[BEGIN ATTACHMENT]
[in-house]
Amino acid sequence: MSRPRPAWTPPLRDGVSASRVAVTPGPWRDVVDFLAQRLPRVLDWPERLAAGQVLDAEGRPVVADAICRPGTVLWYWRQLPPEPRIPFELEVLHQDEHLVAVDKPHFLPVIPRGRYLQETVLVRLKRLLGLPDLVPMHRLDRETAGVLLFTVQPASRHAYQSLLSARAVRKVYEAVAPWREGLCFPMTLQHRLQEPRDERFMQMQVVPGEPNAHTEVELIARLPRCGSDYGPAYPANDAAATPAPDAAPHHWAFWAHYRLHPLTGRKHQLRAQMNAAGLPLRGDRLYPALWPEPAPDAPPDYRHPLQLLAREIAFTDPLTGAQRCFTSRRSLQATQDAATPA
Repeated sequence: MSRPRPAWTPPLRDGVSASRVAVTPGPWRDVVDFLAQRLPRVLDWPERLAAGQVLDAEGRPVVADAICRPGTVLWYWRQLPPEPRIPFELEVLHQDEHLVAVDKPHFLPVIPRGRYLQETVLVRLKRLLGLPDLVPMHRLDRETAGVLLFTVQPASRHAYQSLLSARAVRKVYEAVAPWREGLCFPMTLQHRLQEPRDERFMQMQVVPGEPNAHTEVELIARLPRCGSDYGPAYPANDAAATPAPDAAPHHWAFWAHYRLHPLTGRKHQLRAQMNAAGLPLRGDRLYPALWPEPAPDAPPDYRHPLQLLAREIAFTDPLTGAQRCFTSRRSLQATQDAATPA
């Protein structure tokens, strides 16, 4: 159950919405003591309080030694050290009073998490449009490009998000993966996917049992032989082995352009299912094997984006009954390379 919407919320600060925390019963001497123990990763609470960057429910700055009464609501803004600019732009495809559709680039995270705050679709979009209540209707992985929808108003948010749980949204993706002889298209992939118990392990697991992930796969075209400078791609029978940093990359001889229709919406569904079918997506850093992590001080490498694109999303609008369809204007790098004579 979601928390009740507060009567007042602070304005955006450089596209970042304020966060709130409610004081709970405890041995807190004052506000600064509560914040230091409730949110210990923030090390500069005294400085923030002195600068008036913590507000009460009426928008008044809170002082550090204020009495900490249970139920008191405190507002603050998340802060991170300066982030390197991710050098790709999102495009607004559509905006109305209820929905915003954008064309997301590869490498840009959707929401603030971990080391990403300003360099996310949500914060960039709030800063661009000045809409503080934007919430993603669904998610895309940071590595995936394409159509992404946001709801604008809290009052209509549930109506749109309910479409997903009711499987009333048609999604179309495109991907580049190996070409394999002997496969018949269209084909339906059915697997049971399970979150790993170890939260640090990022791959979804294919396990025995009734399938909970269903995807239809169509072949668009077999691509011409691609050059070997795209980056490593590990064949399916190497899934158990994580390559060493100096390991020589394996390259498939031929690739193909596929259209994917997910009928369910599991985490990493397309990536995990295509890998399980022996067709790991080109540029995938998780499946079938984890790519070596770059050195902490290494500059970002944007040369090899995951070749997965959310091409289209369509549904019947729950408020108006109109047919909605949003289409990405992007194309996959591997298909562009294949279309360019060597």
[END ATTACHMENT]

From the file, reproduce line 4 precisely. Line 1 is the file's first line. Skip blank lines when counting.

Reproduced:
């Protein structure tokens, strides 16, 4: 159950919405003591309080030694050290009073998490449009490009998000993966996917049992032989082995352009299912094997984006009954390379 919407919320600060925390019963001497123990990763609470960057429910700055009464609501803004600019732009495809559709680039995270705050679709979009209540209707992985929808108003948010749980949204993706002889298209992939118990392990697991992930796969075209400078791609029978940093990359001889229709919406569904079918997506850093992590001080490498694109999303609008369809204007790098004579 979601928390009740507060009567007042602070304005955006450089596209970042304020966060709130409610004081709970405890041995807190004052506000600064509560914040230091409730949110210990923030090390500069005294400085923030002195600068008036913590507000009460009426928008008044809170002082550090204020009495900490249970139920008191405190507002603050998340802060991170300066982030390197991710050098790709999102495009607004559509905006109305209820929905915003954008064309997301590869490498840009959707929401603030971990080391990403300003360099996310949500914060960039709030800063661009000045809409503080934007919430993603669904998610895309940071590595995936394409159509992404946001709801604008809290009052209509549930109506749109309910479409997903009711499987009333048609999604179309495109991907580049190996070409394999002997496969018949269209084909339906059915697997049971399970979150790993170890939260640090990022791959979804294919396990025995009734399938909970269903995807239809169509072949668009077999691509011409691609050059070997795209980056490593590990064949399916190497899934158990994580390559060493100096390991020589394996390259498939031929690739193909596929259209994917997910009928369910599991985490990493397309990536995990295509890998399980022996067709790991080109540029995938998780499946079938984890790519070596770059050195902490290494500059970002944007040369090899995951070749997965959310091409289209369509549904019947729950408020108006109109047919909605949003289409990405992007194309996959591997298909562009294949279309360019060597």